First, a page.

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This is Leo Notenboom for askleo.info.
This week millions of email users began receiving email with subject lines relating to current and breaking news, such as "230 dead as storm batters Europe" accompanied by an attachment with a promising name like "Full Clip.exe".
Regardless of the subject of the email or the name of the attached executable, it's a worm. Apparently it's become one of the larger outbreaks in recent years.
What's new about this particular worm is its use of social engineering and current events to entice you to open its attachment. More commonly in the past email borne malware has been fairly generic, with standard and often easily recognizable come-ons or fractured English. This new breed of malware takes some news event - often while it's happening, as in the case of the European storm - and relies on people's intense interest in the story to get them to forget about their normal caution regarding attachments.
Other versions I've seen this week have been even more provocative by building on, or even fabricating, news based on current events. "Sadam Hussein safe and sound!" with an attachment "Full Text.exe". This example simply makes up news that is so sensationalistic based on the recent execution of the former Iraqi leader that it almost begs to be opened. Or "Russian missile shot down USA aircraft." with an attachment "Read More.exe". This is based on China's recent successful test, shooting down one of their own satellites with a ground based missile. I've now seen several versions of that headline with more and more changes: who shot the missile varied; who's satellite was shot down changed; even wether it was a satellite, a plane or something else entirely was different in different versions of this worm.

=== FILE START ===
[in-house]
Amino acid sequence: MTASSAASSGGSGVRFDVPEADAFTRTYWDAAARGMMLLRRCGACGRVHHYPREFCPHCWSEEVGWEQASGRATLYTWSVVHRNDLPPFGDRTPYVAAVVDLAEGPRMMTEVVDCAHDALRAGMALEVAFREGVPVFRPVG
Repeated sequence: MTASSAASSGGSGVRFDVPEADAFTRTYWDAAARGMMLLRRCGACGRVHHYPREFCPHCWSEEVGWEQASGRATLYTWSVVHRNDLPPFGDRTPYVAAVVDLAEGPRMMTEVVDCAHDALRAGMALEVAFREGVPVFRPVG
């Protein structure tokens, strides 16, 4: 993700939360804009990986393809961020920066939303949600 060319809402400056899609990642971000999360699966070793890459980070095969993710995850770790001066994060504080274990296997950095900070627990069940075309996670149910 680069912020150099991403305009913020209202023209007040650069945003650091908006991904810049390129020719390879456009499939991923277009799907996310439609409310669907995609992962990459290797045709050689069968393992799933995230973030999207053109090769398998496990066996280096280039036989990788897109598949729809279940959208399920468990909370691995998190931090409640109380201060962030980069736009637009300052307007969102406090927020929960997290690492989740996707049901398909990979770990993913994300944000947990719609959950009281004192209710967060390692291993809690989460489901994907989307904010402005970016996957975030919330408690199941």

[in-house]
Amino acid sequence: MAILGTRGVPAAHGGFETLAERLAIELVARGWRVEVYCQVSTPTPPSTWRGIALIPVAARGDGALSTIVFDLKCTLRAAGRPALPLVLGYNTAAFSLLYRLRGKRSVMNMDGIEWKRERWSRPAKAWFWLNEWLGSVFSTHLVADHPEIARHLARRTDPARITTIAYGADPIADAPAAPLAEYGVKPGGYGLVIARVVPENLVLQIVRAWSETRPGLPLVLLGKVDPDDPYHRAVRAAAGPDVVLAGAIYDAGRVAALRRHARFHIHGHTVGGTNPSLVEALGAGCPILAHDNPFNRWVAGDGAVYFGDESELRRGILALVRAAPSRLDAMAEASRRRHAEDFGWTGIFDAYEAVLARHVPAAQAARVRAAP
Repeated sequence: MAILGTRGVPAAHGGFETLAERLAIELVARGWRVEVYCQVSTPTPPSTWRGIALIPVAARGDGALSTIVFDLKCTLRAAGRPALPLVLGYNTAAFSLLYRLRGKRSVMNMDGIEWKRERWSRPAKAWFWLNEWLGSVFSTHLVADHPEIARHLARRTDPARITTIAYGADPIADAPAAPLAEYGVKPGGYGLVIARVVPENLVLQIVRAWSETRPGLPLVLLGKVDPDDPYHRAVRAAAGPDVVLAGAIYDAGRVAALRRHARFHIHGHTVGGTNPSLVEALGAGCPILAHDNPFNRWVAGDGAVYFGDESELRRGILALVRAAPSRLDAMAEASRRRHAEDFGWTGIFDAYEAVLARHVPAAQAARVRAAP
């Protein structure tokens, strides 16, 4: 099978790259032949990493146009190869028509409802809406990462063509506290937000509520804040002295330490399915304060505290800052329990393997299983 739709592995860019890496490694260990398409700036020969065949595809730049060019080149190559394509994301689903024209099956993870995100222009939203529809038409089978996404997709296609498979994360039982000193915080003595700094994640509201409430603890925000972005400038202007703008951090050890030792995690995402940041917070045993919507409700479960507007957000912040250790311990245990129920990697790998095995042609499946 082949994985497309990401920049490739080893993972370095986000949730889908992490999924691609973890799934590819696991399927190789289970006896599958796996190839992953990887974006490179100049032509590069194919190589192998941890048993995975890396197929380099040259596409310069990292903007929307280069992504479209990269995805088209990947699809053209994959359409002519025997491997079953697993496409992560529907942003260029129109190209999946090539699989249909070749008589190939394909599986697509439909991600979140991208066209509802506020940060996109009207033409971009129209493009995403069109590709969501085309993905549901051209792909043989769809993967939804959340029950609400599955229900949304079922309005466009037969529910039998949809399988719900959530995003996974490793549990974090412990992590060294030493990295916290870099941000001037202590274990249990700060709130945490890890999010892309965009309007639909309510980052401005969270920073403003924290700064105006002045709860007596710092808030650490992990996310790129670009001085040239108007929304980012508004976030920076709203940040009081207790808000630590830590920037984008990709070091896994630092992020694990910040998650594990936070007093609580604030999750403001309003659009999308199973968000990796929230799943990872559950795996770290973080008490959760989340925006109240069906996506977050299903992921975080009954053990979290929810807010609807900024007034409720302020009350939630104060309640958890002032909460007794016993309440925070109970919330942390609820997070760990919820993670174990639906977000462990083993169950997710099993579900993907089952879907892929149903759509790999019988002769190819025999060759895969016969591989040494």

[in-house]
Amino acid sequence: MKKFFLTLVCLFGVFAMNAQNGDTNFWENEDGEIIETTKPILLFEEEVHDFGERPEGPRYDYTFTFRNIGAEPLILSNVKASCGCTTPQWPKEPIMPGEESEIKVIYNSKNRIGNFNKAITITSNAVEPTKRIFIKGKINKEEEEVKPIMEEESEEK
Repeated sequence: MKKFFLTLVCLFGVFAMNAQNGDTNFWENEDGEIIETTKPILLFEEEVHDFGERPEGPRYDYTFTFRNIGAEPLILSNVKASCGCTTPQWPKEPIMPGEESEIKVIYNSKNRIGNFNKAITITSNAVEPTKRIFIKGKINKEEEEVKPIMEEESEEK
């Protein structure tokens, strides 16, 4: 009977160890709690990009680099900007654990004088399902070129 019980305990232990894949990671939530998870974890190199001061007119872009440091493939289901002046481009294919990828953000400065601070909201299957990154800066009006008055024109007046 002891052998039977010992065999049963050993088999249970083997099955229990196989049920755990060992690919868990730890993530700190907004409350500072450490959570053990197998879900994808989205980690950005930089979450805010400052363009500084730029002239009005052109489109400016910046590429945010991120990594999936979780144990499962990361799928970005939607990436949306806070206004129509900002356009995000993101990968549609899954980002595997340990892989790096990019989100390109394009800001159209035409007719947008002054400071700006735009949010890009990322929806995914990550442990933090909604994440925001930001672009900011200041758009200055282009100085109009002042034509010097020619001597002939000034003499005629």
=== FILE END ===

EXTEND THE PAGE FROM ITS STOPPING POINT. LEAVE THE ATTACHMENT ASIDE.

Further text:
The only thing they had in common was that they were primarily a headline with an executable attachment whose name promised more.
And if you open the attachment, you'll get more alright - just not the more you were expecting.
All this should serve as a reminder to us all that email based malware is out there, and sometimes they can look pretty darned enticing.
Breaking news isn't going to get distributed by random email from people you've never heard of. And even if it is from a familiar name, it's still best to avoid it. There are plenty of places on the web where you can go and ask for the latest headlines. Not only will they be accurate, but they won't infect your computer with who knows what.
I'd love to hear what you think. Visit askleo.info and enter 11087 in the go to article number box and leave me a comment. While you're there, search over 1,000 technical questions and answers on the site.
Till next time, I'm Leo Notenboom, for askleo.info.
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